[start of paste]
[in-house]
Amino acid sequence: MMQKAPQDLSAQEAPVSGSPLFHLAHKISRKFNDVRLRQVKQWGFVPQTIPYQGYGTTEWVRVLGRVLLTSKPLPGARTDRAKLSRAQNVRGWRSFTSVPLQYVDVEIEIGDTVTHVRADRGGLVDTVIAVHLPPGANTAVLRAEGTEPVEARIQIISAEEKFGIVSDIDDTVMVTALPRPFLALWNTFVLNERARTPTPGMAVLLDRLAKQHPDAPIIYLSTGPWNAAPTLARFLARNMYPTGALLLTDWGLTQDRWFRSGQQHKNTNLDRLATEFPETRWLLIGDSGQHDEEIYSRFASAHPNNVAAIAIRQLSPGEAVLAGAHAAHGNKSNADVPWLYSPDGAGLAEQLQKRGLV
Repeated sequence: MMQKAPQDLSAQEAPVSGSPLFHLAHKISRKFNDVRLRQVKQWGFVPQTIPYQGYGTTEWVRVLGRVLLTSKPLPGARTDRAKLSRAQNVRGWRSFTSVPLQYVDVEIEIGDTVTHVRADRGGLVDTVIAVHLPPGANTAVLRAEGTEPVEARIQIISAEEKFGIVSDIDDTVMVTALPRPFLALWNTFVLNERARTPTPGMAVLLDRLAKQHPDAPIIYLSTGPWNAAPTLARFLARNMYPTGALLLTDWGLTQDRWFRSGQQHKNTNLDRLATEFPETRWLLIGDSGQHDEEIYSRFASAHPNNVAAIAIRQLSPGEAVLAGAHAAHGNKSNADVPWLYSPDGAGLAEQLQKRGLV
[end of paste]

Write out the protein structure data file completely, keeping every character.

[in-house]
Amino acid sequence: MMQKAPQDLSAQEAPVSGSPLFHLAHKISRKFNDVRLRQVKQWGFVPQTIPYQGYGTTEWVRVLGRVLLTSKPLPGARTDRAKLSRAQNVRGWRSFTSVPLQYVDVEIEIGDTVTHVRADRGGLVDTVIAVHLPPGANTAVLRAEGTEPVEARIQIISAEEKFGIVSDIDDTVMVTALPRPFLALWNTFVLNERARTPTPGMAVLLDRLAKQHPDAPIIYLSTGPWNAAPTLARFLARNMYPTGALLLTDWGLTQDRWFRSGQQHKNTNLDRLATEFPETRWLLIGDSGQHDEEIYSRFASAHPNNVAAIAIRQLSPGEAVLAGAHAAHGNKSNADVPWLYSPDGAGLAEQLQKRGLV
Repeated sequence: MMQKAPQDLSAQEAPVSGSPLFHLAHKISRKFNDVRLRQVKQWGFVPQTIPYQGYGTTEWVRVLGRVLLTSKPLPGARTDRAKLSRAQNVRGWRSFTSVPLQYVDVEIEIGDTVTHVRADRGGLVDTVIAVHLPPGANTAVLRAEGTEPVEARIQIISAEEKFGIVSDIDDTVMVTALPRPFLALWNTFVLNERARTPTPGMAVLLDRLAKQHPDAPIIYLSTGPWNAAPTLARFLARNMYPTGALLLTDWGLTQDRWFRSGQQHKNTNLDRLATEFPETRWLLIGDSGQHDEEIYSRFASAHPNNVAAIAIRQLSPGEAVLAGAHAAHGNKSNADVPWLYSPDGAGLAEQLQKRGLV